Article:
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Journal of Molecular Neuroscience

, Volume 37, Issue 3, pp 225–237 | Cite as

Quantitative Assessment of Neuronal Differentiation in Three-dimensional Collagen Gels Using Enhanced Green Fluorescence Protein Expressing PC12 Pheochromocytoma Cells

  • Hadar Arien-Zakay
  • Shimon Lecht
  • Anat Perets
  • Blair Roszell
  • Peter I. Lelkes
  • Philip LazaroviciEmail author
Article

Abstract

There is a paucity of quantitative methods for evaluating the morphological differentiation of neuronal cells in a three-dimensional (3-D) system to assist in quality control of neural tissue engineering constructs for use in reparative medicine. Neuronal cells tend to aggregate in the 3-D scaffolds, hindering the application of two-dimensional (2-D) morphological methods to quantitate neuronal differentiation. To address this problem, we developed a stable transfectant green fluorescence protein (GFP)-PC12 neuronal cell model, in which the differentiation process in 3-D can be monitored with high sensitivity by fluorescence microscopy. Under 2-D conditions, the green cells showed collagen adherence, round morphology, proliferation properties, expression of the nerve growth factor (NGF) receptors TrkA and p75NTR, stimulation of extracellular signal-regulated kinase phosphorylation by NGF and were able to differentiate in a dose-dependent manner upon NGF treatment, like wild-type (wt)-PC12 cells. When grown within 3-D collagen gels, upon NGF treatment, the GFP-PC12 cells differentiated, expressing long neurite outgrowths. We describe here a new validated method to measure NGF-induced differentiation in 3-D. Having properties similar to those of wt-PC12 and an ability to grow and differentiate in 3-D structures, these highly visualized GFP-expressing PC12 cells may serve as an ideal model for investigating various aspects of differentiation to serve in neural engineering.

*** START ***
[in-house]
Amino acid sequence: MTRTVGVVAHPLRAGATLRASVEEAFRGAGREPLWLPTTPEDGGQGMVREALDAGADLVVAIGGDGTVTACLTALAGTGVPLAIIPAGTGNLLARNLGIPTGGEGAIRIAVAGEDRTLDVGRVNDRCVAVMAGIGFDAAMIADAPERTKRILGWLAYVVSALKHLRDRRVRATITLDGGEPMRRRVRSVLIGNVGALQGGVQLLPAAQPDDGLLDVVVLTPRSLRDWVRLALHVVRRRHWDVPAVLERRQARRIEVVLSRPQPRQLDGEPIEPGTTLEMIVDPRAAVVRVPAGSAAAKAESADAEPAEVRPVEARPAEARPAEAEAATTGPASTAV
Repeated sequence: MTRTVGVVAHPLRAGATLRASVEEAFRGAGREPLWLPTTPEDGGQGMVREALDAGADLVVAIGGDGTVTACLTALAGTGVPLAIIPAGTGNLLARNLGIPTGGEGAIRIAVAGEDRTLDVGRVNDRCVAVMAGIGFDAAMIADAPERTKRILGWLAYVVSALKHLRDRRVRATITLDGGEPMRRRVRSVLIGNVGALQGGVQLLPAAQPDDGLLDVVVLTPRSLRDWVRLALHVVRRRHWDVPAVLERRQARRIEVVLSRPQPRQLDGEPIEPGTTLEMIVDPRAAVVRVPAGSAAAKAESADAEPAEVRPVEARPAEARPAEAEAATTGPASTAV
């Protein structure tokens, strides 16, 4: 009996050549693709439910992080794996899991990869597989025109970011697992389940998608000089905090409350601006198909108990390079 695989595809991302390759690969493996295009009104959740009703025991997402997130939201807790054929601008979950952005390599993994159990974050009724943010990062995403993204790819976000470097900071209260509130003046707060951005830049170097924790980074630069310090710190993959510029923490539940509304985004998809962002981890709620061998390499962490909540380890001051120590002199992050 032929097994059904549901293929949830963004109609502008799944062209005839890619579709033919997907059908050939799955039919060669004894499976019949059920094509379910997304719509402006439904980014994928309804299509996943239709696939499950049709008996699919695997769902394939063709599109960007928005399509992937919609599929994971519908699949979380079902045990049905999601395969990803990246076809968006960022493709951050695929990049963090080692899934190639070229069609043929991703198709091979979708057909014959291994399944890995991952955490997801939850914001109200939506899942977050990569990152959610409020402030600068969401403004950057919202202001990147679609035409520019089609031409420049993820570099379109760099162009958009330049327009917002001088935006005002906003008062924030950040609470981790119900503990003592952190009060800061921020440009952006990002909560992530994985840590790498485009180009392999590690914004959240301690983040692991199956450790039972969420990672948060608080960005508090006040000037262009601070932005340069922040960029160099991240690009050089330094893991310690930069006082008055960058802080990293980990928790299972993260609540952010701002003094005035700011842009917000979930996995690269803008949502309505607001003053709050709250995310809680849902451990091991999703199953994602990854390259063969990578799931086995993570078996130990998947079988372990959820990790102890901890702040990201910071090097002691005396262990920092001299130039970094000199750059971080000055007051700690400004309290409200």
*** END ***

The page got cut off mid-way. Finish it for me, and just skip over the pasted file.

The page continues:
Keywords

Green fluorescent PC12 cells NGF Neuronal differentiation Three-dimensional collagen gel 

Notes

Acknowledgments

This study was supported by grants from the Stein Family Foundation, Philadelphia, PA (PIL and PL), the Nanotechnology Institute of Southeastern Pennsylvania (PIL), and the United States–Israel Binational Science Foundation (PL). PL is affiliated with and supported in part by the David R. Bloom Center for Pharmacy and the Dr. Adolf and Klara Brettler Center for Research in Molecular Pharmacology and Therapeutics at The Hebrew University of Jerusalem, Israel. SL is supported by an “Eshkol” fellowship from The Israel Ministry of Science, Culture and Sport.

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Copyright information

© Humana Press 2008

Authors and Affiliations

  • Hadar Arien-Zakay
    • 1
  • Shimon Lecht
    • 1
  • Anat Perets
    • 2
  • Blair Roszell
    • 2
  • Peter I. Lelkes
    • 2
  • Philip Lazarovici
    • 1
    • 2
    Email author
  1. 1.Department of Pharmacology and Experimental Therapeutics, School of Pharmacy, Faculty of MedicineThe Hebrew University of JerusalemJerusalemIsrael
  2. 2.School of Biomedical Engineering, Science and Health SystemsDrexel UniversityPhiladelphiaUSA

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